Fear of flying: This isn't the first time airlines experienced a truly bumpy ride
Last week United Airlines announced that it was adding some items to its pre-boarding checklist. In addition to agreeing to wear a mask while on board, you, dear prospective passenger, “must acknowledge” that you “have not had close contact with someone who tested positive for COVID-19 in the last 14 days” and that you’re not experiencing any of a list of common COVID-19 symptoms now—and you didn’t exhibit said symptoms over the past 14 days.
Click “Accept” and you’re good to go.
Feel reassured? No? Well, neither is Twitter user @KnightsAtari, who last week responded to United’s tweeted announcement about its new “Ready-to-Fly” health “self-assessment” with: “This will be about as effective as the ‘Please confirm you are over 18 to continue’ button on Pornhub.”
Of course, the history of modern commercial air travel has been a bumpy ride not only for passengers but carriers. It seems there’s always some sort of crisis to contend with. Consider the double whammy outlined in a Nov. 5, 1979, Advertising Age front-page story titled “New routes keep airline ads on course.” That winter, carriers faced not only another energy crisis—what we called the “un-flagging march of fuel prices”—but a bewildering morass of service changes (new destinations, new hubs, discontinued routes) in the wake of government deregulation.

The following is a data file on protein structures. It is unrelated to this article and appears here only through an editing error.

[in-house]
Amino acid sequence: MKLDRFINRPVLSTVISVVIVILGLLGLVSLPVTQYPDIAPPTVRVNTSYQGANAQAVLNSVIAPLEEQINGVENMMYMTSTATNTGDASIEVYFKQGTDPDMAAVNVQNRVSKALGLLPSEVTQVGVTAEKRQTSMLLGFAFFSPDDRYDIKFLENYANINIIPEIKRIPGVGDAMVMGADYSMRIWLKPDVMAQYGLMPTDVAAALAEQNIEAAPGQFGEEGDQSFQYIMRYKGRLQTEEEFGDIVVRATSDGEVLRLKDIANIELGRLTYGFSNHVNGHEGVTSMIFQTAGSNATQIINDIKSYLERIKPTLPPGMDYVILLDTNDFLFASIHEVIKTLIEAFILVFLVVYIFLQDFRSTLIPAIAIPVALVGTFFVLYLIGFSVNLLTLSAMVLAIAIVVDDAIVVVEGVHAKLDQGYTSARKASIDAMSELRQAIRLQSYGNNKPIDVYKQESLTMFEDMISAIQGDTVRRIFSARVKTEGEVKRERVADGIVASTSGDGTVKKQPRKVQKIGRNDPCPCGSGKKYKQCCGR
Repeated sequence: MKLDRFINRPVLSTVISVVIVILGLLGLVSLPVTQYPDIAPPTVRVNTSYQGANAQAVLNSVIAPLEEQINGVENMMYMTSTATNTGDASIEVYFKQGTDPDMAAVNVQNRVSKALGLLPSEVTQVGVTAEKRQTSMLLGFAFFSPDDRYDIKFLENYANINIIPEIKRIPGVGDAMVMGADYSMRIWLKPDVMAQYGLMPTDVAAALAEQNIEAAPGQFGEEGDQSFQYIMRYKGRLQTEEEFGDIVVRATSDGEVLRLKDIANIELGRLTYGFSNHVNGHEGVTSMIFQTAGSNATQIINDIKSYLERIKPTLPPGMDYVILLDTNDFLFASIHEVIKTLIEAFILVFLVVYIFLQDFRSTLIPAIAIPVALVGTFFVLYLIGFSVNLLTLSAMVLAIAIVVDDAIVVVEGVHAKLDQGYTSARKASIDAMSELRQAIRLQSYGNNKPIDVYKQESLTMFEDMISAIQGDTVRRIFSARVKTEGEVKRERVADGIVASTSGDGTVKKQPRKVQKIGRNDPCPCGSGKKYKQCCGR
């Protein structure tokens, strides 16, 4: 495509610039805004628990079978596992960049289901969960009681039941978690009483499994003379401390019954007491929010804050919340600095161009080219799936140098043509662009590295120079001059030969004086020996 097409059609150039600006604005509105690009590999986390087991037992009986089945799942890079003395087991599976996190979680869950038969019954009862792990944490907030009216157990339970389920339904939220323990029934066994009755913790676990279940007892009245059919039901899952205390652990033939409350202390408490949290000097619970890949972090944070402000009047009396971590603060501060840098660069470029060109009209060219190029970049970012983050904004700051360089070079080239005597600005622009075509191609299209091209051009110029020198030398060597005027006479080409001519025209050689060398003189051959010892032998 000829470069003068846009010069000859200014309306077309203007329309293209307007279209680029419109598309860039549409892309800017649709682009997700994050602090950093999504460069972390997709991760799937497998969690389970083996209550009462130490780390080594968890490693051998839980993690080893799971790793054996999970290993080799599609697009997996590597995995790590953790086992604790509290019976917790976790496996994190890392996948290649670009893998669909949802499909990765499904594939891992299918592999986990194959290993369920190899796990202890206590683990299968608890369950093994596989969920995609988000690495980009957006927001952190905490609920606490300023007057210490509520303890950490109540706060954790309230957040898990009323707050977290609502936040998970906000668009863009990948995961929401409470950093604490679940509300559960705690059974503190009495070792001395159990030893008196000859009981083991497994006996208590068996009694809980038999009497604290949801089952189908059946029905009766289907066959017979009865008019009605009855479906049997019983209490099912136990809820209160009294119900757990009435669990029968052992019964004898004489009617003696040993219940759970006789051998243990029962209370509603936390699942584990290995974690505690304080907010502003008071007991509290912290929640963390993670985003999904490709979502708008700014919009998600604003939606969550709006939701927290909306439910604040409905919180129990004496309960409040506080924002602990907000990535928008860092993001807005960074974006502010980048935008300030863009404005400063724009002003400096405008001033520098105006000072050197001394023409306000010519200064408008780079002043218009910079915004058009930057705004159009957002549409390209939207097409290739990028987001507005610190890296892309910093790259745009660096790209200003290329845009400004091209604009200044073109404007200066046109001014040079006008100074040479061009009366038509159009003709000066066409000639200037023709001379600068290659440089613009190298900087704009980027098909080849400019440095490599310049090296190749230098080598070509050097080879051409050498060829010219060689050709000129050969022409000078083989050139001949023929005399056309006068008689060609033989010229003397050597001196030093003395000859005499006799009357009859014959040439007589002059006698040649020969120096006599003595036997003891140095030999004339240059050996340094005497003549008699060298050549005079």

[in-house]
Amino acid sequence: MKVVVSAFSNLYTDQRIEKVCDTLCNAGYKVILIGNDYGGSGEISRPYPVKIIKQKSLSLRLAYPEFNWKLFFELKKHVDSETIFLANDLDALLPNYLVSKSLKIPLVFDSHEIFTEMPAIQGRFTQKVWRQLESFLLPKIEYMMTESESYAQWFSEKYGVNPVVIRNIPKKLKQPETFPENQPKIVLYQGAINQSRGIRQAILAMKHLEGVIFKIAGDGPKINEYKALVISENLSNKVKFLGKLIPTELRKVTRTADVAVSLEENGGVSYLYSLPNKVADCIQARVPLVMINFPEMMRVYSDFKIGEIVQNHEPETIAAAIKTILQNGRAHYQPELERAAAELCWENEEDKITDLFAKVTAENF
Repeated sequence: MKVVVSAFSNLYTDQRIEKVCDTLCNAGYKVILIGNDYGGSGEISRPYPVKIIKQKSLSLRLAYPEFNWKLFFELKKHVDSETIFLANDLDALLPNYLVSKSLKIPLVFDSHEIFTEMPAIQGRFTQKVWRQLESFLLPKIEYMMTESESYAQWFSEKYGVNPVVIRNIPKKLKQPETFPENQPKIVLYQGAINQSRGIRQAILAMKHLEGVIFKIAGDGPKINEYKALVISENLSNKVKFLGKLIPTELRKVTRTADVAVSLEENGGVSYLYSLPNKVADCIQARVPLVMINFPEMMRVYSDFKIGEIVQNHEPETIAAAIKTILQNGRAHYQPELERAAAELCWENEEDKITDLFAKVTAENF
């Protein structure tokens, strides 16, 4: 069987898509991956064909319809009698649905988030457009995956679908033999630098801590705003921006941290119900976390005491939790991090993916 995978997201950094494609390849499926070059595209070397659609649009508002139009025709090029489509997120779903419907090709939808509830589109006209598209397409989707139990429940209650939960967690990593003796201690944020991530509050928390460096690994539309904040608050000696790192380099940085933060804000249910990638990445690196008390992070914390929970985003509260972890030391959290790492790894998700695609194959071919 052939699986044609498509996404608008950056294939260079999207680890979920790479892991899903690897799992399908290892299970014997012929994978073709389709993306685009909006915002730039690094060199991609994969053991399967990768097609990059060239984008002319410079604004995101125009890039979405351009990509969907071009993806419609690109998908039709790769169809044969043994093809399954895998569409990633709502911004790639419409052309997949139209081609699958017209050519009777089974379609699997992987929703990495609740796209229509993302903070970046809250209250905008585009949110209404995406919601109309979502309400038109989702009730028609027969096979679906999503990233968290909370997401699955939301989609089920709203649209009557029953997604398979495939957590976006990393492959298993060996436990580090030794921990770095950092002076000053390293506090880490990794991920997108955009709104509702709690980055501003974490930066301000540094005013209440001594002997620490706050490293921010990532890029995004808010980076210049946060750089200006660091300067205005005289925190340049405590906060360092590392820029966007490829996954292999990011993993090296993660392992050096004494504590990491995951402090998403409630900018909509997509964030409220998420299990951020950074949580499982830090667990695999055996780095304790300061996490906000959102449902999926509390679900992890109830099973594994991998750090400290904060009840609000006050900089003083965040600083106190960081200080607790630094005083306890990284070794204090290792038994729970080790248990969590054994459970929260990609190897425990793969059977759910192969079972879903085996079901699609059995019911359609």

How to communicate all that to customers? “While marketing approaches vary,” Ad Age reported at the time, “most airline execs agree that the job cannot be accomplished without advertising.” Keep in mind that earlier in the decade a series of shocking “skyjackings” dominated headlines, and airlines had to work with the government to institute, for the first time, meaningful security protocols—and then had to convince passengers that flying was safe again.
Then consider a story Ad Age published on Sept. 19, 2001: “Southwest First Airline to Start Post 9-11 Advertising.” Two TV spots and newspaper ads, we reported, featured Southwest’s then-president, Colleen Barrett, “pledging our allegiance to America. Nothing will keep our country or Southwest from moving ahead.”
In the summer of 2020, how do airlines move ahead? Very, very carefully. Airlines are not only facing an existential threat, but a truly mind-boggling marketing challenge. Given that public health officials successfully changed the behavior of tens of millions of Americans with months of stay-at-home orders and social-distancing directives, now airlines have to convince them to change their behavior yet again, and in the most counterintuitive way: The pandemic isn’t over yet, but hey, let’s all cram back into hermetically sealed flying petri dishes.
What amount of advertising—and what kind of advertising—will prompt you to click “Accept”?